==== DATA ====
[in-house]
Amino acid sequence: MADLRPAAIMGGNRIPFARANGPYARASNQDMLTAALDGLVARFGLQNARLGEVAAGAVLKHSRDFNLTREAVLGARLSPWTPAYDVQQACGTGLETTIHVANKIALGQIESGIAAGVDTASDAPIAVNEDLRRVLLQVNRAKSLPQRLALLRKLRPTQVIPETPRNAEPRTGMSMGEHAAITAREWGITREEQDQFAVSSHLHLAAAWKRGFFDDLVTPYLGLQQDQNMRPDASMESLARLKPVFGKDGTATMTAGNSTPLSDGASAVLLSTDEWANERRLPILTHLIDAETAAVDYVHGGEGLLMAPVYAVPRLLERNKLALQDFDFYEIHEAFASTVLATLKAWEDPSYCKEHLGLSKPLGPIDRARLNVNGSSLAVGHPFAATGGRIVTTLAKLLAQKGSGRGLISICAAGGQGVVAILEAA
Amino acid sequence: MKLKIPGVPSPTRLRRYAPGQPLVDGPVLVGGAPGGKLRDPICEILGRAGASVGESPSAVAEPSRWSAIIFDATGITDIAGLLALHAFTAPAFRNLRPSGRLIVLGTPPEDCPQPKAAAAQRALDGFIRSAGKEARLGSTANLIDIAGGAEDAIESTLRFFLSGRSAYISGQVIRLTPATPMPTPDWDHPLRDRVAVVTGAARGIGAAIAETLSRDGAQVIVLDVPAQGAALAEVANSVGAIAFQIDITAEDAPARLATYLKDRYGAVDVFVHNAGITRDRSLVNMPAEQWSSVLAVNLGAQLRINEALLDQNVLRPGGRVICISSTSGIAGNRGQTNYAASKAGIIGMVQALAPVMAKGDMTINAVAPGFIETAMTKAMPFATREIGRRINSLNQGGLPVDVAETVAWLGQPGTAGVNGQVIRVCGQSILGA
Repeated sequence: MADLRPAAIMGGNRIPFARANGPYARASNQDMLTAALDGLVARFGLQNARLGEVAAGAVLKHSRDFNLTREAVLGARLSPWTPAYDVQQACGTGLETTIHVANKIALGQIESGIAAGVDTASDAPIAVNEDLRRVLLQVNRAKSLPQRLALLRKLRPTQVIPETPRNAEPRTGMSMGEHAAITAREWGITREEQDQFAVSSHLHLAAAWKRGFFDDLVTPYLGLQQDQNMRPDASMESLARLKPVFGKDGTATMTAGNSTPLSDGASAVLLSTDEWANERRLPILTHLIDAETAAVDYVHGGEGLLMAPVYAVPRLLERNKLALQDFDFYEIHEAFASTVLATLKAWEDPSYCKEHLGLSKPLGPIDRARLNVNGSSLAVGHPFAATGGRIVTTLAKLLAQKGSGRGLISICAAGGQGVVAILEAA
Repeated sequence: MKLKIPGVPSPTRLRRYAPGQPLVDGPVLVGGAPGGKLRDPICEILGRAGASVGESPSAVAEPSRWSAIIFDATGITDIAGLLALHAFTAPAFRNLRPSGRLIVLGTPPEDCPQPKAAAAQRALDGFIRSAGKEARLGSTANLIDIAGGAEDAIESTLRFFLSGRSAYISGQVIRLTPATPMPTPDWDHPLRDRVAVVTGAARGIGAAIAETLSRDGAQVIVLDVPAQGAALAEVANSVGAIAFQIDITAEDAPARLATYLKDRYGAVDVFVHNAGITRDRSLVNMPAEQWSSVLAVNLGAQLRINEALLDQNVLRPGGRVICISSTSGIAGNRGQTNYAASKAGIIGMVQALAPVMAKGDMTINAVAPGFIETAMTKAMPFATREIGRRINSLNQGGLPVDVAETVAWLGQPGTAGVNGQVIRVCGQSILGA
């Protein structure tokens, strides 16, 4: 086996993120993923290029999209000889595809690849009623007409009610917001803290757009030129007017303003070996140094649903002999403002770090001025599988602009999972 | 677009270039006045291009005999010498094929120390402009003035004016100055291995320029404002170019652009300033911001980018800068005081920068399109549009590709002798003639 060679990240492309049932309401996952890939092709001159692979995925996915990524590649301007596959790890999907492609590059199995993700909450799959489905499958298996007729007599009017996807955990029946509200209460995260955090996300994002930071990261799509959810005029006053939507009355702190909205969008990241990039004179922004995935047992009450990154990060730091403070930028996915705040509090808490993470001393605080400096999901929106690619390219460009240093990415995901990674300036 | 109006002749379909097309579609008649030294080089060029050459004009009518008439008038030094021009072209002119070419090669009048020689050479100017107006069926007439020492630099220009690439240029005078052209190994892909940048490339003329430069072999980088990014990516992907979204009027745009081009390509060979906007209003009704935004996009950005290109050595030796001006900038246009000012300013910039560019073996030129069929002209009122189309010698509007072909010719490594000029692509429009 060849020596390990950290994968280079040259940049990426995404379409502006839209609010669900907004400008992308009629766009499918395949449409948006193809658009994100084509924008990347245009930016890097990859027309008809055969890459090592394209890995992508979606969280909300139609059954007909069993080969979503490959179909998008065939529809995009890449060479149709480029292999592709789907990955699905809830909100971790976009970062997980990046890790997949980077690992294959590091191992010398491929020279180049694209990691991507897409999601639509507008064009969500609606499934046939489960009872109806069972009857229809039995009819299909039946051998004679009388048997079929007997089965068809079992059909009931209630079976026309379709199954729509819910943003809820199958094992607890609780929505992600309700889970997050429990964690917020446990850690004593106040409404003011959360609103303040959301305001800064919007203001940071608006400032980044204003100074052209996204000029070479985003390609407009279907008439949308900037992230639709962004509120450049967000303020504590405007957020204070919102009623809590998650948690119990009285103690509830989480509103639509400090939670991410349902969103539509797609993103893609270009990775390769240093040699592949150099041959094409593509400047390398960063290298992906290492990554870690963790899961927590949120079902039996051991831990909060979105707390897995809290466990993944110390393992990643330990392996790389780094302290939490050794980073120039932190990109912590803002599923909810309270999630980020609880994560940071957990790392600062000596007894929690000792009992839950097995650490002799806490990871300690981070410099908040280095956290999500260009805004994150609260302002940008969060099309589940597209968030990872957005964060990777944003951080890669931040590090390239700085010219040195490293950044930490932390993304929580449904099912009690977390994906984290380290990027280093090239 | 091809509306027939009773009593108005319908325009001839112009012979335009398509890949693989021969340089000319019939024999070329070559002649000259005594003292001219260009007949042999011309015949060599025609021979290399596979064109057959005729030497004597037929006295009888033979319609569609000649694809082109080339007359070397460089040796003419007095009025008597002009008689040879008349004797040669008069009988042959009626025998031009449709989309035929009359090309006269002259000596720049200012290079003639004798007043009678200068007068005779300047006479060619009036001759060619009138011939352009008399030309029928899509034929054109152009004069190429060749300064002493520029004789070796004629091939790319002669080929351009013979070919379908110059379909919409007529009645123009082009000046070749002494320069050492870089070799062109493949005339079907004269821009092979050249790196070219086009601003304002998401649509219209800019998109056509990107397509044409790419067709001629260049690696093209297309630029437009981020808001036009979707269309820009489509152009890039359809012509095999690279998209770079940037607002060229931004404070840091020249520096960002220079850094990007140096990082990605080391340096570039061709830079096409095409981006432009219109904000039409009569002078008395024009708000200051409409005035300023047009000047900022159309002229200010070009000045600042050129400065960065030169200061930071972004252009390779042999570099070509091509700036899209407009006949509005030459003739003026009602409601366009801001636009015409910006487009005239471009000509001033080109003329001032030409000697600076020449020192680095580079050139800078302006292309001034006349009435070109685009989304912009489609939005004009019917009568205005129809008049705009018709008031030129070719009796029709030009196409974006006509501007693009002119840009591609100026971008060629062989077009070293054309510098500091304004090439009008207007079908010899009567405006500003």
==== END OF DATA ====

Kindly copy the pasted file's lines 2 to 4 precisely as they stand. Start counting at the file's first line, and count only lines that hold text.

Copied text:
Amino acid sequence: MADLRPAAIMGGNRIPFARANGPYARASNQDMLTAALDGLVARFGLQNARLGEVAAGAVLKHSRDFNLTREAVLGARLSPWTPAYDVQQACGTGLETTIHVANKIALGQIESGIAAGVDTASDAPIAVNEDLRRVLLQVNRAKSLPQRLALLRKLRPTQVIPETPRNAEPRTGMSMGEHAAITAREWGITREEQDQFAVSSHLHLAAAWKRGFFDDLVTPYLGLQQDQNMRPDASMESLARLKPVFGKDGTATMTAGNSTPLSDGASAVLLSTDEWANERRLPILTHLIDAETAAVDYVHGGEGLLMAPVYAVPRLLERNKLALQDFDFYEIHEAFASTVLATLKAWEDPSYCKEHLGLSKPLGPIDRARLNVNGSSLAVGHPFAATGGRIVTTLAKLLAQKGSGRGLISICAAGGQGVVAILEAA
Amino acid sequence: MKLKIPGVPSPTRLRRYAPGQPLVDGPVLVGGAPGGKLRDPICEILGRAGASVGESPSAVAEPSRWSAIIFDATGITDIAGLLALHAFTAPAFRNLRPSGRLIVLGTPPEDCPQPKAAAAQRALDGFIRSAGKEARLGSTANLIDIAGGAEDAIESTLRFFLSGRSAYISGQVIRLTPATPMPTPDWDHPLRDRVAVVTGAARGIGAAIAETLSRDGAQVIVLDVPAQGAALAEVANSVGAIAFQIDITAEDAPARLATYLKDRYGAVDVFVHNAGITRDRSLVNMPAEQWSSVLAVNLGAQLRINEALLDQNVLRPGGRVICISSTSGIAGNRGQTNYAASKAGIIGMVQALAPVMAKGDMTINAVAPGFIETAMTKAMPFATREIGRRINSLNQGGLPVDVAETVAWLGQPGTAGVNGQVIRVCGQSILGA
Repeated sequence: MADLRPAAIMGGNRIPFARANGPYARASNQDMLTAALDGLVARFGLQNARLGEVAAGAVLKHSRDFNLTREAVLGARLSPWTPAYDVQQACGTGLETTIHVANKIALGQIESGIAAGVDTASDAPIAVNEDLRRVLLQVNRAKSLPQRLALLRKLRPTQVIPETPRNAEPRTGMSMGEHAAITAREWGITREEQDQFAVSSHLHLAAAWKRGFFDDLVTPYLGLQQDQNMRPDASMESLARLKPVFGKDGTATMTAGNSTPLSDGASAVLLSTDEWANERRLPILTHLIDAETAAVDYVHGGEGLLMAPVYAVPRLLERNKLALQDFDFYEIHEAFASTVLATLKAWEDPSYCKEHLGLSKPLGPIDRARLNVNGSSLAVGHPFAATGGRIVTTLAKLLAQKGSGRGLISICAAGGQGVVAILEAA